This part of the tutorial examines commands that allow you to use Sage much like a graphing calculator. The chapter on arithmetic and functions and the chapter on solving equations and inequalities serve as a foundation for the rest of the material. The chapters on plotting, statistics and calculus are independent of each other, although plotting may be useful to read next since plotting graphs is so is useful in calculus and in statistics.

The basic arithmetic operators are `+`, `-`, `*`, and `/` for addition, subtraction, multiplication and division, while `^` is used for exponents.

```
sage: 1+1
2
sage: 103-101
2
sage: 7*9
63
sage: 7337/11
667
sage: 11/4
11/4
sage: 2^5
32
```

The `-` symbol in front of a number indicates that it is negative.

```
sage: -6
-6
sage: -11+9
-2
```

As we would expect, Sage adheres to the standard order of operations, PEMDAS (parenthesis, exponents, multiplication, division, addition, subtraction).

```
sage: 2*4^2+1
33
sage: (2*4)^2+1
65
sage: 2*4^(2+1)
128
sage: -3^2
-9
sage: (-3)^2
9
```

When dividing two integers, there is a subtlety; whether Sage will return a fraction or it’s decimal approximation. Unlike most graphing calculators, Sage will attempt to be as *precise* as possible and will return the fraction unless told otherwise. One way to tell Sage that we *want* the decimal approximation is to include a decimal in the expression itself.

```
sage: 11/4.0
2.75000000000000
sage: 11/4.
2.75000000000000
sage: 11.0/4
2.75000000000000
sage: 11/4*1.
2.75000000000000
```

**Exercises:**

- Divide by raised to the 5th power as a rational number, then get it’s decimal approximation.
- Compute a decimal approximation of
- Use sage to compute
(-9)^(1/2). Describe the output.

You should be familiar with “Basic Arithmetic“

Sometimes when we divide, the division operator doesn’t give us all of the information that we want. Often we would like to not just know what the reduced fraction is, or even it’s decimal approximation, but rather the unique *quotient* and the *remainder* that are the consequence of the division.

To calculate the quotient we use the `//` operator and the `%` operator is used for the remainder.

```
sage: 14 // 4
3
sage: 14 % 4
2
```

If we want both the quotient and the remainder all at once, we use the `divmod()` command

```
sage: divmod(14,4)
(3, 2)
```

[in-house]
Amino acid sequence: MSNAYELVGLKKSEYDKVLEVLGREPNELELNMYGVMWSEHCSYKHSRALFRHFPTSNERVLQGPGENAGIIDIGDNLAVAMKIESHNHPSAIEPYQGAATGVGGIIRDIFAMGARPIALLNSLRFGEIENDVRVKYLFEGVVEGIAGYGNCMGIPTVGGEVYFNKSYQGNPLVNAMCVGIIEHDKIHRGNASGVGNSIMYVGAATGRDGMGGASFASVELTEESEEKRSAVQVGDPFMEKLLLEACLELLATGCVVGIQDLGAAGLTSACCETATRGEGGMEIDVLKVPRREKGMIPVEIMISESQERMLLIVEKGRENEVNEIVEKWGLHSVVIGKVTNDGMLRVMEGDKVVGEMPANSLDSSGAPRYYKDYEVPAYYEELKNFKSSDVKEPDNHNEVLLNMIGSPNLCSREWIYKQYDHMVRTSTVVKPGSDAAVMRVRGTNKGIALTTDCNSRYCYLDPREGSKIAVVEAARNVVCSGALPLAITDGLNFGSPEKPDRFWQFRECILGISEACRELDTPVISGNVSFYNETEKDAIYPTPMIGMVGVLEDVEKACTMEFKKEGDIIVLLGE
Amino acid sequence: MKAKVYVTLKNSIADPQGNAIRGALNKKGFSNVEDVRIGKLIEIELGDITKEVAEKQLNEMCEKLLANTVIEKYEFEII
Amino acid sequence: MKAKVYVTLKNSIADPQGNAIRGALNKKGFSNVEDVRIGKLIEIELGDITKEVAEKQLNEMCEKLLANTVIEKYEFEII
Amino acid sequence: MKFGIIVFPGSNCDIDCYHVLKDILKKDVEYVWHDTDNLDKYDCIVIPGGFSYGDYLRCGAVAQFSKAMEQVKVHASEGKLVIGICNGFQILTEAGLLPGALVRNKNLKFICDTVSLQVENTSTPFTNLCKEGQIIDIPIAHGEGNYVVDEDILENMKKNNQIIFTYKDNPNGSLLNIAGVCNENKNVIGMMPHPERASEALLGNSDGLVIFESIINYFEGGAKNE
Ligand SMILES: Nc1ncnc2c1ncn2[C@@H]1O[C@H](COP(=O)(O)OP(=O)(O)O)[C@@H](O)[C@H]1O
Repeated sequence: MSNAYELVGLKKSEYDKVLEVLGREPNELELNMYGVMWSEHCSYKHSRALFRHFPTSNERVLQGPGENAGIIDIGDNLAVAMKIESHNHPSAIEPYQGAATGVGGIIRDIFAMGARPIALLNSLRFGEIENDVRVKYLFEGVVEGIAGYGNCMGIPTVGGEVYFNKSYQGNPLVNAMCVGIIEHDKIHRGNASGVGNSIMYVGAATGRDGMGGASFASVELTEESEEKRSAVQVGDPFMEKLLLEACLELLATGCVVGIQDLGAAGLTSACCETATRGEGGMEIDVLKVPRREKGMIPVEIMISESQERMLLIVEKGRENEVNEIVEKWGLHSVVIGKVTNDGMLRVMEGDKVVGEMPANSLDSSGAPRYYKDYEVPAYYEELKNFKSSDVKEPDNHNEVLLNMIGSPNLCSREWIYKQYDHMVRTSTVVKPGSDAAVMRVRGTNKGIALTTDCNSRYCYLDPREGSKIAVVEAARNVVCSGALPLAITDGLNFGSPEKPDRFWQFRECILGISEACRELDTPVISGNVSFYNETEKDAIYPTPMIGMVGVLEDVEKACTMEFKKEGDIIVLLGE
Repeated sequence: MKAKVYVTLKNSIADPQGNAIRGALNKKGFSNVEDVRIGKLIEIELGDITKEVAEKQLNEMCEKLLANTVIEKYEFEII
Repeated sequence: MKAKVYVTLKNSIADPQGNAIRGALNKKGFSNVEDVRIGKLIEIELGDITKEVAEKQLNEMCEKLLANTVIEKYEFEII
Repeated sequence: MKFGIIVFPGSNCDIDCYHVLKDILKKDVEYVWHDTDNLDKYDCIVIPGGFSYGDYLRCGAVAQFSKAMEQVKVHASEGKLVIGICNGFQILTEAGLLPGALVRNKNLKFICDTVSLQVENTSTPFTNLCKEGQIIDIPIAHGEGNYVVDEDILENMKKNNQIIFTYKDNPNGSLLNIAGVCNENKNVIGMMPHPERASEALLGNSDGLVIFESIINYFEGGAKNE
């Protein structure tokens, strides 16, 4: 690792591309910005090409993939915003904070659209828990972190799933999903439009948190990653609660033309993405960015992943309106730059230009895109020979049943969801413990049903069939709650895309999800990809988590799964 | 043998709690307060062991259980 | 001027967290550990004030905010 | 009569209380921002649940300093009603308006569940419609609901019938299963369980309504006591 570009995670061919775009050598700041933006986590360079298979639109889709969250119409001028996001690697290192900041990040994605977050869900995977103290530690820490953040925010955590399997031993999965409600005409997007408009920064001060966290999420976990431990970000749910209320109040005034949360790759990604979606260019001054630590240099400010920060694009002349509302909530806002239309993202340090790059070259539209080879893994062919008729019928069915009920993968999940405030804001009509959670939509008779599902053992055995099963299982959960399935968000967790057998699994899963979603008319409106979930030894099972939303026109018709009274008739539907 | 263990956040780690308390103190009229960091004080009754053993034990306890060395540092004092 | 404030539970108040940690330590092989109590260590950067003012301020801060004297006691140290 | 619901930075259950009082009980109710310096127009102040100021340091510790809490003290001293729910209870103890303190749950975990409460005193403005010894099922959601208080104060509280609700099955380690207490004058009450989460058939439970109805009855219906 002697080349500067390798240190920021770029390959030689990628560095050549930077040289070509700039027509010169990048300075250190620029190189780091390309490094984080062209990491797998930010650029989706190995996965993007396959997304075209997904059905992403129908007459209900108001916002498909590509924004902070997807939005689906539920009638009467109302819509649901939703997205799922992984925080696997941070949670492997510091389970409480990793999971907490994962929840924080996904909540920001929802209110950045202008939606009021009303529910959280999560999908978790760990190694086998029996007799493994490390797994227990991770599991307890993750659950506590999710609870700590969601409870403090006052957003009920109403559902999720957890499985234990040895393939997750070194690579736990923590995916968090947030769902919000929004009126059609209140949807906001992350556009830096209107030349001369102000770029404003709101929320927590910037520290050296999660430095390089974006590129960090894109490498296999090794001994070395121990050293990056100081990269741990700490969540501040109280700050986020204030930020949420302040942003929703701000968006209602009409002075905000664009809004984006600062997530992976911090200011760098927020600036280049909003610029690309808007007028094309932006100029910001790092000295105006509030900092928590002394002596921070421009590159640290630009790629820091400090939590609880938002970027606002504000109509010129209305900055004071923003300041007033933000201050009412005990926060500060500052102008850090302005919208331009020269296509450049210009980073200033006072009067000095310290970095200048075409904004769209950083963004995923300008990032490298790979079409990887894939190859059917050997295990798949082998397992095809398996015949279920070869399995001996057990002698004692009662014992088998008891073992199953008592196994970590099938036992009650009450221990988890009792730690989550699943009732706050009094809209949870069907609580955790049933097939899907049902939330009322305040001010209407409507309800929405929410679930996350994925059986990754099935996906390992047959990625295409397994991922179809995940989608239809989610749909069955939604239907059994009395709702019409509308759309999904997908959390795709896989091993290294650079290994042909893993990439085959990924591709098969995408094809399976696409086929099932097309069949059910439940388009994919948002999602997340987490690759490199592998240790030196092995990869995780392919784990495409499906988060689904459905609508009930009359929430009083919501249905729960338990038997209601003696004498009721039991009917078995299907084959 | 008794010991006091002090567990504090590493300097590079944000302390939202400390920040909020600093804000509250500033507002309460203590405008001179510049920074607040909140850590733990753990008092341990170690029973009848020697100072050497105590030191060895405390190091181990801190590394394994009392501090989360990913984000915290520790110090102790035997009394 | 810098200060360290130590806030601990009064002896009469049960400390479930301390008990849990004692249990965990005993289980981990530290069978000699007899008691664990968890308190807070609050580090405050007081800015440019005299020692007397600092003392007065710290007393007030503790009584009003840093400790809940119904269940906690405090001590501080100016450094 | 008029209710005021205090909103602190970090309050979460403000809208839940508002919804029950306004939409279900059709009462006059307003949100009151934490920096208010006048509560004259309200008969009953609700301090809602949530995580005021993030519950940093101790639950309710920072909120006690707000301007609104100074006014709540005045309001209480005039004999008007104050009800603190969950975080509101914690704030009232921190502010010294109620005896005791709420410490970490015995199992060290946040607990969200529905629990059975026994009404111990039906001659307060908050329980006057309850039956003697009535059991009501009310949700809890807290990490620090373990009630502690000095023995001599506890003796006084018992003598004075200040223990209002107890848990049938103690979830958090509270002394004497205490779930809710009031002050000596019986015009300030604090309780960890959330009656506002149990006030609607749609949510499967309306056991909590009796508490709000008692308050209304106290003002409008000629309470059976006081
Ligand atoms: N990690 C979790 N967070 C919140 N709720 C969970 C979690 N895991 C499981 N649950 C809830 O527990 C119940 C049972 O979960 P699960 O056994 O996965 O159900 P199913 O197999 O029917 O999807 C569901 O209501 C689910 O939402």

Recall that *divides* if is the remainder when we divide the two integers. The integers in Sage have a built-in command ( or ‘method’ ) which allows us to check whether one integer divides another.

```
sage: 3.divides(15)
True
sage: 5.divides(17)
False
```

A related command is the `divisors()` method. This method returns
a list of all positive divisors of the integer specified.

```
sage: 12.divisors()
[1, 2, 3, 4, 6, 12]
sage: 101.divisors()
[1,101]
```

When the divisors of an integer are only and itself then we say that the number is *prime*. To check if a number is prime in sage, we use it’s `is_prime()` method.

```
sage: (2^19-1).is_prime()
True
sage: 153.is_prime()
False
```

Notice the parentheses around `2^19 -1` in the first example. They are important to the order of operations in Sage, and if they are not included then Sage will compute something very different than we intended. Try evaluating `2^19-1.is_prime()` and notice the result. When in doubt, the judicious use of *parenthesis* is encouraged.

We use the `factor()` method to compute the *prime factorization* of an integer.

```
sage: 62.factor()
2 * 31
sage: 63.factor()
3^2 * 7
```

If we are interested in simply knowing which prime numbers divide an integer, we may use it’s `prime_divisors()` (or `prime_factors()`) method.

```
sage: 24.prime_divisors()
[2, 3]
sage: 63.prime_factors()
[3, 7]
```

Finally, we have the *greatest common divisor* and *least common multiple* of a pair of integers. A *common divisor* of two integers is any integer which is a divisor of each, whereas a *common multiple* is a number which both integers divide.

The greatest common divisor (gcd), not too surprisingly, is the largest of all of these common divisors. The `gcd()` command is used to calculate this divisor.

```
sage: gcd(14,63)
7
sage: gcd(15,19)
1
```

Notice that if two integers share no common divisors, then their gcd will be .

The least common multiple is the smallest integer which both integers divide. The `lcm()` command is used to calculate the least common multiple.

```
sage: lcm(4,5)
20
sage: lcm(14,21)
42
```

**Exercises:**

- Find the quotient and remainder when diving into .
- Use Sage to verify that the quotient and remainder computed above are correct.
- Use Sage to determine if divides .
- Compute the list of divisors for each of the integers and .
- Which of the integers above are
prime?- Calculate , and for the pairs of integers and . How do the gcd, lcm and the product of the numbers relate?

Sage includes nearly all of the standard functions that one encounters
when studying mathematics. In this section, we shall cover some of the
most commonly used functions: the *maximum*, *minimum*, *floor*,
*ceiling*, *trigonometric*, *exponential*, and *logarithm* functions.
We will also see many of the standard mathematical constants; such as *Euler’s constant* (), , and *the golden ratio* ().

The `max()` and `min()` commands return the largest and smallest of a set of numbers.

```
sage: max(1,5,8)
8
sage: min(1/2,1/3)
1/3
```

We may input any number of arguments into the max and min functions.

In Sage we use the `abs()` command to compute the *absolute value* of
a real number.

```
sage: abs(-10)
10
sage: abs(4)
4
```

The `floor()` command rounds a number down to the nearest integer, while `ceil()` rounds up.

```
sage: floor(2.1)
2